The pharmaceutical industry may have been “laggards” in technology adoption, but the wheels are turning with digital, say industry observers. And India has something to cheer here, they add.

Of the 132 “lighthouses” accredited by the World Economic Forum to date, 19 sites are in the pharmaceutical and medical devices industry, of which two are in India, said McKinsey & Co Senior Partner, David Keeling, pointing to how pharma was emerging from the historical perception of being a “laggard” in technology adoption. 

Drugmakers Cipla and Dr Reddy’s Laboratories are the two Indian “lighthouse” examples, while other international names in this league include Johnson & Johnson, GlaxoSmithKline, Teva, Sanofi, Bayer and Novo Nordisk, to mention a few.

The WEF describes “Lighthouses” as “manufacturers showing leadership in applying 4IR (Fourth industrial revolution) technologies at scale to drive step-change financial, operational and sustainability improvements by transforming factories, value chains and business models.” They also serve as “beacons” to help other manufacturers in overcoming challenges in upgrading technology at scale in manufacturing, it explains.

Pointing to the benefits of accelerating digital adoption, Vivek Arora, Partner, Mckinsey & Co, said it resulted in a 25-40 per cent increase in asset productivity and a 30 to 50 per cent increase in labour productivity. On the much-watched quality issue, he said, it resulted in a 30 to 50 per cent reduction in deviations and a 200 per cent increase in product robustness. There was also a 15 per cent reduction in conversion costs and a 20 per cent reduction in lead time, he said.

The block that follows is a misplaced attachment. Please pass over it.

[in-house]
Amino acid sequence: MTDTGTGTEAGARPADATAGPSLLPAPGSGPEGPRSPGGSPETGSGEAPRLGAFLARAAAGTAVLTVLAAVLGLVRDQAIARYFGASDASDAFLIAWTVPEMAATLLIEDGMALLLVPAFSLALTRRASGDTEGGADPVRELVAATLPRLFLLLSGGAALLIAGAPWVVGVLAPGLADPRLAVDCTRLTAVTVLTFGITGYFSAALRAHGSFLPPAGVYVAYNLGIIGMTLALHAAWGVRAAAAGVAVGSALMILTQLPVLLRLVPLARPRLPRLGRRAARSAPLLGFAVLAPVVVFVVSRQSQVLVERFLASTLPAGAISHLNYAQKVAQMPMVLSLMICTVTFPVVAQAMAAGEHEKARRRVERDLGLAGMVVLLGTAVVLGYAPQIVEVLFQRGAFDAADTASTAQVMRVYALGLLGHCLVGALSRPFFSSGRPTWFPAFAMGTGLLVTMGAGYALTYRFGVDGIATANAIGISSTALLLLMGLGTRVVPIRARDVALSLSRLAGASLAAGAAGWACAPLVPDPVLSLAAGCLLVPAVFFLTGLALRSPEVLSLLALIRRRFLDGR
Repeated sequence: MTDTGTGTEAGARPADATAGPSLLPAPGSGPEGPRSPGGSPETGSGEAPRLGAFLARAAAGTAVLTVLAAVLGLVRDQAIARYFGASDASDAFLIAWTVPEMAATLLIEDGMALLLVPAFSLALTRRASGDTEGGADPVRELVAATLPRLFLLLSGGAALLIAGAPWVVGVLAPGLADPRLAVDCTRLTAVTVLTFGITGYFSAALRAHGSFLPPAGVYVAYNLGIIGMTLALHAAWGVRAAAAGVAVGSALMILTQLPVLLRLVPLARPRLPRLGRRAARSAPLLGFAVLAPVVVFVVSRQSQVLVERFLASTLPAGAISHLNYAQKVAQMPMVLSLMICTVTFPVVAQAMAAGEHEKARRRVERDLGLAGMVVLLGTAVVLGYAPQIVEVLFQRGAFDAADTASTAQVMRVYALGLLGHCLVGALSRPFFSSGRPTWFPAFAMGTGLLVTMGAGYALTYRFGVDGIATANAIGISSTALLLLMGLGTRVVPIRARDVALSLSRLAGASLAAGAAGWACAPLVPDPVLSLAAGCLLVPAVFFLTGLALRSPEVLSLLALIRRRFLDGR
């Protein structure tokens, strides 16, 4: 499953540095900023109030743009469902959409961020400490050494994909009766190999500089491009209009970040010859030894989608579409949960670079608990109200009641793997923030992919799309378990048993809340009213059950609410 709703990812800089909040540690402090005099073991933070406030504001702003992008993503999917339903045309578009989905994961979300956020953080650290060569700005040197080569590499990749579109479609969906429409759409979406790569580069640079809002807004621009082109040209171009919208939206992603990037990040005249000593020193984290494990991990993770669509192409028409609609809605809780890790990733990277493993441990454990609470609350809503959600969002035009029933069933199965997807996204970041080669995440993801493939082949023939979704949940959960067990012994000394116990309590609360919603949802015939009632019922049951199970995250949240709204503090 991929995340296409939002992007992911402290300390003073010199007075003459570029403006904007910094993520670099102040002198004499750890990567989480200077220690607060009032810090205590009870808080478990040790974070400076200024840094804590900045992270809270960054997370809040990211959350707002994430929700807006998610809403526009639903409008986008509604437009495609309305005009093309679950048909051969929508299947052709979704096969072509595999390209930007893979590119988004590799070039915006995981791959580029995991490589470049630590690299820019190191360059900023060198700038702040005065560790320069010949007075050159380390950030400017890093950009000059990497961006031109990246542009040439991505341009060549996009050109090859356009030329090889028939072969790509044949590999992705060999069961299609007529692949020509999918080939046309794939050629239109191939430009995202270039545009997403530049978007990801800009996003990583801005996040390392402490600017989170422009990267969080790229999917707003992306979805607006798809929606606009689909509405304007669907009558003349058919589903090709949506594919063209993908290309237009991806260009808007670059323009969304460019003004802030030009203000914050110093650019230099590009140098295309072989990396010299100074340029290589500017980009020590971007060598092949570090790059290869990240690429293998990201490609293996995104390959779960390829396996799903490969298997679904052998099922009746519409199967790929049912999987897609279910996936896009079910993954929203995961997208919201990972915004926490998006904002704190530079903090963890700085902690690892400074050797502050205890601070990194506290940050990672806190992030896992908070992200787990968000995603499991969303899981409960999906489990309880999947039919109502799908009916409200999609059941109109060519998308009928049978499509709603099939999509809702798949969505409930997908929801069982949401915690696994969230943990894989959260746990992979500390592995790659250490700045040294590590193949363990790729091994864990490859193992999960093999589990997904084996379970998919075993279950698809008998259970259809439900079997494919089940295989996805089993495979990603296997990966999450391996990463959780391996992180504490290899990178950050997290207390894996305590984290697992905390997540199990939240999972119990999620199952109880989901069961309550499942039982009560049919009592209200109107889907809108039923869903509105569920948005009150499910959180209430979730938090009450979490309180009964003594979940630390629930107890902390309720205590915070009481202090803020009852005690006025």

“Future proof”

Giving an insight into why DRL undertook this digital journey, MS Madhu Sundar, DRL’s Head of Formulation Manufacturing, said the company had, over five years delivered a change in its productivity agenda. Incremental improvements thereafter were becoming difficult to achieve as the “improvement funnel was drying up”. Processes were highly dependent on manual inputs, with low productivity and a high potential for error, he said. And there were last-minute logistics costs due to sub-optimal planning and scheduling.

So they plunged into digitally transforming their largest and most important formulations (finished drugs) facility at Bachupally (Hyderabad). Investing in digitizing operations included covering 250 core processes and upgrading existing equipment to make them digitally ready. The transformation brought a change in performance across cost, quality and delivery, he said.

Geena Malhotra, Cipla’s Global Chief Technology Officer, narrated the Cipla experience of building a “future proof” enterprise with a flexible architecture. Cipla’s Indore oral solid dosage plant is the designated “lighthouse” facility.  Over two years, Cipla deployed ‘digital automation analytics’ (DAA) across 22 Indian sites. Outlining benefits, she said, traditionally, 10 per cent of data was used in decision-making, now at over 90 per cent. The impact was felt across the ecosystem and ancillaries , she added.

The industry representatives spoke at the recently concluded Indian Pharmaceutical Alliance’s quality summit.